Monday, August 22, 2016
Friday, August 5, 2016
I came across an interesting company. Christopher Schwartz, former editor of Popular Woodworking Magazine, along with his partner John Hoffman run Lost Art Press. They define their mission as seeking to help the modern woodworker learn traditional hand-tool skills. They seek to "restore the balance between hand and machine work by unearthing the so-called "lost arts" of hand skills and explaining how they can be integrated with the machinery in the modern shop to help produce furniture that is crisp, well-proportioned, stout and quickly made".
From their site you can buy beautifully bound rare books (such as the works of Parisian woodworker Andre Roubo (translated into English) and a book on British campaign furniture. They also have an informative blog and a series of DVDs that teach hand wood working techniques. I would like to learn some of these techniques and will post my progress after seeing some of the DVDs.
Sunday, July 31, 2016
These outstanding scale models are from Imagineering Disney, a blog made by former Disney designers who are still passionate about their craft. It has a lot of great content: photographs, models of attractions, drawings and vintage ephemera.
Friday, July 29, 2016
Developer Dan Vanderkam collaborated with the New York Public Library to plot a collection of old photos from the Photographic Views of New York City, 1870s-1970s on an interactive map.
The project, called OldNYC, lets you browse 19th-century New York as easily as you would click around on Google Maps. The collection contains over 80,000 original photographs. Hit the red dot on the map to see a photo (source: TechInsider).
Monday, July 11, 2016
That's Roland and Louise Flora who for years handmade neckerchief and bolo slides for the Boy Scouts of Ten Mile River Scout Camp up in Narrowsburg New York. They are both gone now, be many of us have memories of going into their small workshop on Route 97 and seeing him hand carve, and her paint, the pieces. The Floras lived on the property which was once a motel with small cabins throughout the property. One of these became the workshop. Campers would hike to the "slide farm" place their custom order (to be picked up the end of their stay at camp) and also perhaps to buy a Cherikee Red to fight the heat.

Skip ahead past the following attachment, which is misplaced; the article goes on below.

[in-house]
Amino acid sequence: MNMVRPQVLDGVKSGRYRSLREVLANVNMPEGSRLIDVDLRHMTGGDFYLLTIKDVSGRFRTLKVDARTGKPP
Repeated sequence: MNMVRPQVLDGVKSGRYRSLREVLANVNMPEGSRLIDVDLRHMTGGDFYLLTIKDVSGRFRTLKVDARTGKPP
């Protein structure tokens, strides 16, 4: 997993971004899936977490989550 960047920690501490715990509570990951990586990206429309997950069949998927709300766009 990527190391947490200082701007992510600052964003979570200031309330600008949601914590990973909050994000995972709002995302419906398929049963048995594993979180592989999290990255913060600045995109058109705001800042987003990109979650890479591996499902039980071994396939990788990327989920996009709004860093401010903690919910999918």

Thursday, July 7, 2016
|Scale model of the push button camper|
This Push Button Camper was presented in The Ford Treasury of Station Wagon Living, Volume 2, which I picked up in at the Inquiring Minds book store in New Paltz, New York. So nice to see that theses independents still exist. Written in 1958 it seems to capture the essence of an ideal America - a time when prosperity was high and Americans had disposable income, and time to spend in the great out doors. The book, which shows how life is better with Ford station wagons, also serves as a guide to the enjoyment of the great outdoors. It includes campsites to visit and products to buy, most of them made in the U.S. It's a snapshot that evokes Kodak's Colorama series.
The introduction discusses the innovations that took place since the previous volume, and the prize innovation was the this push button camper concept car. With the push of a few (clunky - see the video) buttons, a boat folds out revealing a tent and a portable kitchen complete with canopy. The concept even has it's own Chitty Chitty Bang Bang type graphic showing the contraption from above.
Kitschy newsreel type film - "While dad is out boating, mom gets the meal ready, in case he doesn't bring back any fish"
|Full size Ford Push Button Station Wagon Camper, concept vehicle|
|Volume 1 inside cover|